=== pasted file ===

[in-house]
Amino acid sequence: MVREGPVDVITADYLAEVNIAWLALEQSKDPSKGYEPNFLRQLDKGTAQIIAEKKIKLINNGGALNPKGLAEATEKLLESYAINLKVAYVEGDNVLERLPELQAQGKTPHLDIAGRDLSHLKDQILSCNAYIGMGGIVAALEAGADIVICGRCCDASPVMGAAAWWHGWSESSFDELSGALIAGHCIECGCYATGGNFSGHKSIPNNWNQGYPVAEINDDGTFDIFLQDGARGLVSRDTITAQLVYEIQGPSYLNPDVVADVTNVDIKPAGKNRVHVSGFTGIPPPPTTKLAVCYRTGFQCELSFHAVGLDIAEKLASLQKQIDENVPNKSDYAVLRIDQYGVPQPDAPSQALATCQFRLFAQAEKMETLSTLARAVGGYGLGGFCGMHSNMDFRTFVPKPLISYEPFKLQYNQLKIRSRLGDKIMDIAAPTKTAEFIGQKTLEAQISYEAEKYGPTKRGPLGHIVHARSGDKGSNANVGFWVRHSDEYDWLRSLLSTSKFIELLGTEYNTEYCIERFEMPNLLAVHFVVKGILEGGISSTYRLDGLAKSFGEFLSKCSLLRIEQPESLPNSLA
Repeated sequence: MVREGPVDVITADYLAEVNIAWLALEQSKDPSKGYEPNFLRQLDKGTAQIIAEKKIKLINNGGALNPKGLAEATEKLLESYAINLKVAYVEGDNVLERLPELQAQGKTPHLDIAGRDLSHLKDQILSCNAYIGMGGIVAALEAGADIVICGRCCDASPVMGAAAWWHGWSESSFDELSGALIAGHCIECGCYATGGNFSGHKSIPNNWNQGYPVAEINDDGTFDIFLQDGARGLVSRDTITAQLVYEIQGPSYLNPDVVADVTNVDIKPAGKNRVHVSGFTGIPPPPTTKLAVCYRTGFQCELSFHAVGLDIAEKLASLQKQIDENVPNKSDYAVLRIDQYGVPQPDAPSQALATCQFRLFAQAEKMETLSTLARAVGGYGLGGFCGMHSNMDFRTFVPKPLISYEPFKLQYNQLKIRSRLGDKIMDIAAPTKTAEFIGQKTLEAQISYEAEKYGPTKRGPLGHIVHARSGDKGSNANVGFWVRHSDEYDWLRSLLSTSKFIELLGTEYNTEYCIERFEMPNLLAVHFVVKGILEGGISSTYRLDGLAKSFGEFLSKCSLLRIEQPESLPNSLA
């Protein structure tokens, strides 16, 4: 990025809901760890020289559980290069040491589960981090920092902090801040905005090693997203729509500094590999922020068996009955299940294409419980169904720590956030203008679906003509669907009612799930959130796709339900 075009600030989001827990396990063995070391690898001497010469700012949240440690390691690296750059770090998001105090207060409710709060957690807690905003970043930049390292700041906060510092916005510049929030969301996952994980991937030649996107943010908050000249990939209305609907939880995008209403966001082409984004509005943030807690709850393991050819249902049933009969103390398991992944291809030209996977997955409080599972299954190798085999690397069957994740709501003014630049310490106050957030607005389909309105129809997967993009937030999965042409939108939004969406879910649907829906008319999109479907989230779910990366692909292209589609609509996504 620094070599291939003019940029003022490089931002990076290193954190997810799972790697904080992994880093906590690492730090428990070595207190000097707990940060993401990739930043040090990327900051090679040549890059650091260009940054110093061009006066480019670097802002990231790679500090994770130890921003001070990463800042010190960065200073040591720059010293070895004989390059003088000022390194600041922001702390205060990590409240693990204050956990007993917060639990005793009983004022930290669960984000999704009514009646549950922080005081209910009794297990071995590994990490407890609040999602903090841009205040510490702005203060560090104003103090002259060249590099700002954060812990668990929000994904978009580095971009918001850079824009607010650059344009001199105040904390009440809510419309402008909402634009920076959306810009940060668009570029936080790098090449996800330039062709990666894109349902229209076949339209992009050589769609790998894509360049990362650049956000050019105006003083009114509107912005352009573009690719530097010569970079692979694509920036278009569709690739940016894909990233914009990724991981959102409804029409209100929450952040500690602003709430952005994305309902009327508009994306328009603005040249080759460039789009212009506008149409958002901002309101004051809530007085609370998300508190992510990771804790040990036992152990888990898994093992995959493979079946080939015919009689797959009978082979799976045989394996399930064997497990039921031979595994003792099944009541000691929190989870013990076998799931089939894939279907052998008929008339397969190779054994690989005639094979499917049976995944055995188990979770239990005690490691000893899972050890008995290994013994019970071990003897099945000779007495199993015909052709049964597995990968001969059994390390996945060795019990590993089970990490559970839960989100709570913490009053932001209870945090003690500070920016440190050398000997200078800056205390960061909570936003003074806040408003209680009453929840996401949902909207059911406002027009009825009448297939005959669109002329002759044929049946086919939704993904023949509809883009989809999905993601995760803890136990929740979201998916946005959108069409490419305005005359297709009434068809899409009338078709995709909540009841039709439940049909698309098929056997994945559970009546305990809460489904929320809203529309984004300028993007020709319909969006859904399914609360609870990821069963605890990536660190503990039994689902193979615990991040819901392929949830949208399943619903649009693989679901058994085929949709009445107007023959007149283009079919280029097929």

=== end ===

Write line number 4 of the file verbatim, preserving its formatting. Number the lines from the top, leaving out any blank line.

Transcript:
């Protein structure tokens, strides 16, 4: 990025809901760890020289559980290069040491589960981090920092902090801040905005090693997203729509500094590999922020068996009955299940294409419980169904720590956030203008679906003509669907009612799930959130796709339900 075009600030989001827990396990063995070391690898001497010469700012949240440690390691690296750059770090998001105090207060409710709060957690807690905003970043930049390292700041906060510092916005510049929030969301996952994980991937030649996107943010908050000249990939209305609907939880995008209403966001082409984004509005943030807690709850393991050819249902049933009969103390398991992944291809030209996977997955409080599972299954190798085999690397069957994740709501003014630049310490106050957030607005389909309105129809997967993009937030999965042409939108939004969406879910649907829906008319999109479907989230779910990366692909292209589609609509996504 620094070599291939003019940029003022490089931002990076290193954190997810799972790697904080992994880093906590690492730090428990070595207190000097707990940060993401990739930043040090990327900051090679040549890059650091260009940054110093061009006066480019670097802002990231790679500090994770130890921003001070990463800042010190960065200073040591720059010293070895004989390059003088000022390194600041922001702390205060990590409240693990204050956990007993917060639990005793009983004022930290669960984000999704009514009646549950922080005081209910009794297990071995590994990490407890609040999602903090841009205040510490702005203060560090104003103090002259060249590099700002954060812990668990929000994904978009580095971009918001850079824009607010650059344009001199105040904390009440809510419309402008909402634009920076959306810009940060668009570029936080790098090449996800330039062709990666894109349902229209076949339209992009050589769609790998894509360049990362650049956000050019105006003083009114509107912005352009573009690719530097010569970079692979694509920036278009569709690739940016894909990233914009990724991981959102409804029409209100929450952040500690602003709430952005994305309902009327508009994306328009603005040249080759460039789009212009506008149409958002901002309101004051809530007085609370998300508190992510990771804790040990036992152990888990898994093992995959493979079946080939015919009689797959009978082979799976045989394996399930064997497990039921031979595994003792099944009541000691929190989870013990076998799931089939894939279907052998008929008339397969190779054994690989005639094979499917049976995944055995188990979770239990005690490691000893899972050890008995290994013994019970071990003897099945000779007495199993015909052709049964597995990968001969059994390390996945060795019990590993089970990490559970839960989100709570913490009053932001209870945090003690500070920016440190050398000997200078800056205390960061909570936003003074806040408003209680009453929840996401949902909207059911406002027009009825009448297939005959669109002329002759044929049946086919939704993904023949509809883009989809999905993601995760803890136990929740979201998916946005959108069409490419305005005359297709009434068809899409009338078709995709909540009841039709439940049909698309098929056997994945559970009546305990809460489904929320809203529309984004300028993007020709319909969006859904399914609360609870990821069963605890990536660190503990039994689902193979615990991040819901392929949830949208399943619903649009693989679901058994085929949709009445107007023959007149283009079919280029097929």